Conference applauds the fact that Liberal Democrats in Government in the last Parliament blocked Conservative plans to repeal the Human Rights Act and the Conservatives’ Communications Data Bill (the so-called ‘Snoopers’ Charter’) which would have forced internet service providers to keep records of citizens’ texts, emails and every website visited. Conference notes that the previous Labour Government attempted to introduce similar legislation.

Conference is therefore deeply alarmed by:

i) The threat posed to human rights in the United Kingdom by Conservative plans to replace the Human Rights Act with a British Bill of Rights, which could weaken the protection of human rights in Britain, including the right to privacy and family life.
ii) The unwillingness of many Conservatives to accept the decisions of the European Court of Human Rights and to abide by the UK’s international treaty obligation under the Convention.
iii) The prospect that the UK may leave, or be forced out of, the ECHR if plans supported by some Conservatives are implemented, depriving our citizens of the protection of the Convention and the Strasbourg Court and destroying the UK’s capacity to lead on human rights internationally.
iv) The threat to the peace and stability of Northern Ireland posed by the potential repeal of the Human Rights Act, which implemented a key element of the Good Friday Agreement 1998 to incorporate the ECHR into Northern Ireland law.
v) Proposals included in the Queen’s Speech, which are similar to those in the Communications Data Bill, and which would lead to the bulk collection of information by internet service providers.
vi) The Conservatives’ opposition to recommendations in the report by David Anderson QC for more accountable security services, including judicial approval for requests to intercept communications.

Conference resolves to:

A. Champion human rights and the UK’s membership of the ECHR.
B. Challenge misleading accounts of the effects of the ECHR.
C. Retain the Human Rights Act unless it is replaced with a Bill of Rights which incorporates and builds on those rights set out in the ECHR and oppose any attempts by Conservatives to introduce a British Bill of Rights which does not achieve this.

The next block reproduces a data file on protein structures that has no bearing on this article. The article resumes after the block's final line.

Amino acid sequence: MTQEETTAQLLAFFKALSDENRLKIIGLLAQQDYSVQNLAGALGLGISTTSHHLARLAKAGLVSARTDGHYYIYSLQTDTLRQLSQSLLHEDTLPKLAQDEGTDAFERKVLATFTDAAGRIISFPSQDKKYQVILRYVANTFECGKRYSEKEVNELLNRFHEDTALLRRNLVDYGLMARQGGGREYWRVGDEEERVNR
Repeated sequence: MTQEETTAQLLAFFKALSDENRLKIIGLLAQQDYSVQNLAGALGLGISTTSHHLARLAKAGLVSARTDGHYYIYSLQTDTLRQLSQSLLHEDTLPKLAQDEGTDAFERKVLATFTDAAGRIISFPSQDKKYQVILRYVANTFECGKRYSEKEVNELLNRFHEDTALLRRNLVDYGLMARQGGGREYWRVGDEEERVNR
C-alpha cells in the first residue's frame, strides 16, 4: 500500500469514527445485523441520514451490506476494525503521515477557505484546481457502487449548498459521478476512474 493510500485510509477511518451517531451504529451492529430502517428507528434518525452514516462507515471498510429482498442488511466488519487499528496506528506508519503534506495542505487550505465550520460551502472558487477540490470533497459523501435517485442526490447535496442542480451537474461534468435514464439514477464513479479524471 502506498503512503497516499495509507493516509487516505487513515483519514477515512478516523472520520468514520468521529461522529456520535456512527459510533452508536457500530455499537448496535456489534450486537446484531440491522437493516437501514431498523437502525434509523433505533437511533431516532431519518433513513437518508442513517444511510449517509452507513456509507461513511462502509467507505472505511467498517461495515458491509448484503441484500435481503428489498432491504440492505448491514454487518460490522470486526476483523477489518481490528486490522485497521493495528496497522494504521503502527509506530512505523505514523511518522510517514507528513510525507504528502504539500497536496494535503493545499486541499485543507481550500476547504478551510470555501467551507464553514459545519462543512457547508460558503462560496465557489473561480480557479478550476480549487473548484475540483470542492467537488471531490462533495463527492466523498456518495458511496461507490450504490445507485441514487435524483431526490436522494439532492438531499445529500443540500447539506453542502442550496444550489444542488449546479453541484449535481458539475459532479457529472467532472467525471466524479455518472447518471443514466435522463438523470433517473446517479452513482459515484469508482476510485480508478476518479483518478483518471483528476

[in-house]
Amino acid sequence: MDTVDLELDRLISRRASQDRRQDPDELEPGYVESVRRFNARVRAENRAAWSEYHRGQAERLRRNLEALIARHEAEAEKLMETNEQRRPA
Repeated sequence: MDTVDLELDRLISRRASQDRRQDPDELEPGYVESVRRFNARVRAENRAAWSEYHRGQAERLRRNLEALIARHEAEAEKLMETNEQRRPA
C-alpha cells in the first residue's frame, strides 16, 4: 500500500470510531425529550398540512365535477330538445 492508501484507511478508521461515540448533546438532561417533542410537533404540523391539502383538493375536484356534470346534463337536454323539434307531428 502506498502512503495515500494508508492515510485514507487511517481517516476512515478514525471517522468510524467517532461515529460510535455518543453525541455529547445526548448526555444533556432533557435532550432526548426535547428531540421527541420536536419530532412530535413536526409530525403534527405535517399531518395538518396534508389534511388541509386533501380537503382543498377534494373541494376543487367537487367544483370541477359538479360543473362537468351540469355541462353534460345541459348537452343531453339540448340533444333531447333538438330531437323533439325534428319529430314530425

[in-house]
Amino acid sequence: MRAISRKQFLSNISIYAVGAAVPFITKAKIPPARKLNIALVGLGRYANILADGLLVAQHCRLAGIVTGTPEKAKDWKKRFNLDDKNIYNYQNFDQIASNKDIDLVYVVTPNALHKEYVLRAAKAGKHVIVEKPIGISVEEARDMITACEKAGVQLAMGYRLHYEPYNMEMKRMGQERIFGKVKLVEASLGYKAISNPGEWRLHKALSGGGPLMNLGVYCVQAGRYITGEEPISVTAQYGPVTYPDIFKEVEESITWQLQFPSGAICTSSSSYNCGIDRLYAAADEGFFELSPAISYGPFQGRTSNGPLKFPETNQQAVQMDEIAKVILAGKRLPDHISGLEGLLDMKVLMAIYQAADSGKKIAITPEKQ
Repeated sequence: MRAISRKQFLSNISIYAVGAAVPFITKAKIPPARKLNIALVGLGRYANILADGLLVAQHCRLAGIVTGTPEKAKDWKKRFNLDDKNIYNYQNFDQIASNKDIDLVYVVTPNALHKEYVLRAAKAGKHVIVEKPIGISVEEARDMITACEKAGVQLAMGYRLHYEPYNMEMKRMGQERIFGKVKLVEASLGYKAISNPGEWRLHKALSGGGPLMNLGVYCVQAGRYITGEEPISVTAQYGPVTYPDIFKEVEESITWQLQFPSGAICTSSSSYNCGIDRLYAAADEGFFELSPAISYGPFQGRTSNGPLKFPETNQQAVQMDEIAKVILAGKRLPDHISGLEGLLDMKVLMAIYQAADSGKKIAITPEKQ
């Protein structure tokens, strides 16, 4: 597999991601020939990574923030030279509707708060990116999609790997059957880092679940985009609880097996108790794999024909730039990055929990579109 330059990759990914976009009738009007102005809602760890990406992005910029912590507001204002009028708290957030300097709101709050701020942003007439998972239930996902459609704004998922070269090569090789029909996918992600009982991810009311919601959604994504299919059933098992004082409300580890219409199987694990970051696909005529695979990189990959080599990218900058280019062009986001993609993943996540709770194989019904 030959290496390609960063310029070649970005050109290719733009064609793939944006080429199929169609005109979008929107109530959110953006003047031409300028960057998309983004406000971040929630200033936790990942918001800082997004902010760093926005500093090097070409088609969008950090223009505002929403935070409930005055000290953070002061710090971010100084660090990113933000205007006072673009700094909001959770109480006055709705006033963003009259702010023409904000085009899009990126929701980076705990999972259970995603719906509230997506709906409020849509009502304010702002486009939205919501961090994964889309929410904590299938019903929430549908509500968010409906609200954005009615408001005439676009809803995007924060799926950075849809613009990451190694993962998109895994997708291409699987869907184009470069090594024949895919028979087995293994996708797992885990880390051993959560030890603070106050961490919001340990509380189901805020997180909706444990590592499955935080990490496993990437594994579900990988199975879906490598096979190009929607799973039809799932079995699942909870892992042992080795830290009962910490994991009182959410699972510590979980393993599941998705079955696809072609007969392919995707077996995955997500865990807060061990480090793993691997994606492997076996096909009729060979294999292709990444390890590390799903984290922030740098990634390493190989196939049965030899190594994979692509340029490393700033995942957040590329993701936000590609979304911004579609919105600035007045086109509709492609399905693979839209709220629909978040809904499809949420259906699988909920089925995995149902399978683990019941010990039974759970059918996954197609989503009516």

D. Oppose measures called for by the Conservatives, such as the bulk collection of data by internet service providers, which would lead to a disproportionate level of surveillance of members of the public.

Conference also calls for:

1. A Digital Bill of Rights, to define and enshrine the digital rights of the citizen, including:

a) The principle that everyone has the right to control their own data.
b) The right to use strong encryption to protect privacy and security.
c) The principle that public bodies should only be able to invade an individual’s privacy where there is reasonable suspicion of criminal activity.

2. A new Freedoms Act, to protect citizens from excessive state power, including:

a) Measures to protect free speech and the right to cause offence.
b) Measures to prevent heavy handed policing with tighter regulation of ‘kettling’.
c) Tighter rules on the use of CCTV and facial images.

Applicability: Federal.

Mover: 7 minutes; summation of motion and movers and summation of any amendments: 4 minutes; all other speakers: 3 minutes. For eligibility and procedure for speaking in this debate, see page 7.

In addition to speeches from the platform, it will be possible for conference representatives to make concise (maximum one-minute) interventions from the floor during the debate on the motion. See page 7 for further information.

The deadline for amendments to this motion – see page 9 – is 13.00, Monday 7th September; amendments selected for debate will be printed in Conference Extra.

The deadline for requests for separate votes – see page 6 – is 09.00, Monday 21st September